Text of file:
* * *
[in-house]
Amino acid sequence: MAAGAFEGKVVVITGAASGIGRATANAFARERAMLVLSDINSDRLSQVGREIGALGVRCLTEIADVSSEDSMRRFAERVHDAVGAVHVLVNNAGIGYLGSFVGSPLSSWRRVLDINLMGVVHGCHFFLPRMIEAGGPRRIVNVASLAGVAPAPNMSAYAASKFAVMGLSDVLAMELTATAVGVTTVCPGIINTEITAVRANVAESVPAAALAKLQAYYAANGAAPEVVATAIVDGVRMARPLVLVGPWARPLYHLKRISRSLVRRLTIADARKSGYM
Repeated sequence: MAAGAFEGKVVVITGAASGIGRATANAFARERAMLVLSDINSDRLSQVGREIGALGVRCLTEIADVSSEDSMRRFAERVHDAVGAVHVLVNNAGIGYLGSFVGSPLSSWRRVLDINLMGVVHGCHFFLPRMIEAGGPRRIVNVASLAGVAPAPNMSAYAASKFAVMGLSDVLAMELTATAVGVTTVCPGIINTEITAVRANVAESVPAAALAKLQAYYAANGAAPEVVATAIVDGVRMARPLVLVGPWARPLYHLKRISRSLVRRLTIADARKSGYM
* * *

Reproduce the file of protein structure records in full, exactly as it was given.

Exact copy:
[in-house]
Amino acid sequence: MAAGAFEGKVVVITGAASGIGRATANAFARERAMLVLSDINSDRLSQVGREIGALGVRCLTEIADVSSEDSMRRFAERVHDAVGAVHVLVNNAGIGYLGSFVGSPLSSWRRVLDINLMGVVHGCHFFLPRMIEAGGPRRIVNVASLAGVAPAPNMSAYAASKFAVMGLSDVLAMELTATAVGVTTVCPGIINTEITAVRANVAESVPAAALAKLQAYYAANGAAPEVVATAIVDGVRMARPLVLVGPWARPLYHLKRISRSLVRRLTIADARKSGYM
Repeated sequence: MAAGAFEGKVVVITGAASGIGRATANAFARERAMLVLSDINSDRLSQVGREIGALGVRCLTEIADVSSEDSMRRFAERVHDAVGAVHVLVNNAGIGYLGSFVGSPLSSWRRVLDINLMGVVHGCHFFLPRMIEAGGPRRIVNVASLAGVAPAPNMSAYAASKFAVMGLSDVLAMELTATAVGVTTVCPGIINTEITAVRANVAESVPAAALAKLQAYYAANGAAPEVVATAIVDGVRMARPLVLVGPWARPLYHLKRISRSLVRRLTIADARKSGYM